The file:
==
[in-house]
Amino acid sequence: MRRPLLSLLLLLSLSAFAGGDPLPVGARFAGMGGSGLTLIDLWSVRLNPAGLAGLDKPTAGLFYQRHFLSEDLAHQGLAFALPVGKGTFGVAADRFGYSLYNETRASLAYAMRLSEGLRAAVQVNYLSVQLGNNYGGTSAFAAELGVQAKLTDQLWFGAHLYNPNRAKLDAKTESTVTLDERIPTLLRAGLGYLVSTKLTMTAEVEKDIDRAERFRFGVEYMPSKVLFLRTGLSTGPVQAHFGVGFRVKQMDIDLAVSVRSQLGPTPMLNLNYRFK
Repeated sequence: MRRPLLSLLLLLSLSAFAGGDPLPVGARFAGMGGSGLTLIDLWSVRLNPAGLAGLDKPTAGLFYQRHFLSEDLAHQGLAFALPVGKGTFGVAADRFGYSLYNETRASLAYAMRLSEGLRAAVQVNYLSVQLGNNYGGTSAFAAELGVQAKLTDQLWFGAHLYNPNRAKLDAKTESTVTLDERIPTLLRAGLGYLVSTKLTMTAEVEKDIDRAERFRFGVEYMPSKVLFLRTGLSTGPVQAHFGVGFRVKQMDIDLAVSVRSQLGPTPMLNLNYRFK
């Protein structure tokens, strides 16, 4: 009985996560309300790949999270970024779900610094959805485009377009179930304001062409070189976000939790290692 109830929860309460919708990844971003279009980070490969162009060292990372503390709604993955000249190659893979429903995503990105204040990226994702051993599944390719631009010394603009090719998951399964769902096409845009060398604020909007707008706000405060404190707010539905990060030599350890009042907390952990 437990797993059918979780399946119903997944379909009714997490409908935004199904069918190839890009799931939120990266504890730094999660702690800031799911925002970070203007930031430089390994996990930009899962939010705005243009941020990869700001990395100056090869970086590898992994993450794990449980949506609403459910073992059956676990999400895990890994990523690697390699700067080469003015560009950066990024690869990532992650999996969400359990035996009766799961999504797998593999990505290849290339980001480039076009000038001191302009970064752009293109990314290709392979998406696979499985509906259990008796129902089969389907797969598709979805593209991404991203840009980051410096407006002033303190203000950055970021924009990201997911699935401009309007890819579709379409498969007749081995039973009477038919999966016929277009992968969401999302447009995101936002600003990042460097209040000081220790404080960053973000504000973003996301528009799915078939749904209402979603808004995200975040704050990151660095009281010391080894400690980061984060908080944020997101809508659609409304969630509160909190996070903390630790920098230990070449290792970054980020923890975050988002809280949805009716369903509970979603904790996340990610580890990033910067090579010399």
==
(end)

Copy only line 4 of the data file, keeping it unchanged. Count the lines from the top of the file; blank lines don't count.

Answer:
């Protein structure tokens, strides 16, 4: 009985996560309300790949999270970024779900610094959805485009377009179930304001062409070189976000939790290692 109830929860309460919708990844971003279009980070490969162009060292990372503390709604993955000249190659893979429903995503990105204040990226994702051993599944390719631009010394603009090719998951399964769902096409845009060398604020909007707008706000405060404190707010539905990060030599350890009042907390952990 437990797993059918979780399946119903997944379909009714997490409908935004199904069918190839890009799931939120990266504890730094999660702690800031799911925002970070203007930031430089390994996990930009899962939010705005243009941020990869700001990395100056090869970086590898992994993450794990449980949506609403459910073992059956676990999400895990890994990523690697390699700067080469003015560009950066990024690869990532992650999996969400359990035996009766799961999504797998593999990505290849290339980001480039076009000038001191302009970064752009293109990314290709392979998406696979499985509906259990008796129902089969389907797969598709979805593209991404991203840009980051410096407006002033303190203000950055970021924009990201997911699935401009309007890819579709379409498969007749081995039973009477038919999966016929277009992968969401999302447009995101936002600003990042460097209040000081220790404080960053973000504000973003996301528009799915078939749904209402979603808004995200975040704050990151660095009281010391080894400690980061984060908080944020997101809508659609409304969630509160909190996070903390630790920098230990070449290792970054980020923890975050988002809280949805009716369903509970979603904790996340990610580890990033910067090579010399």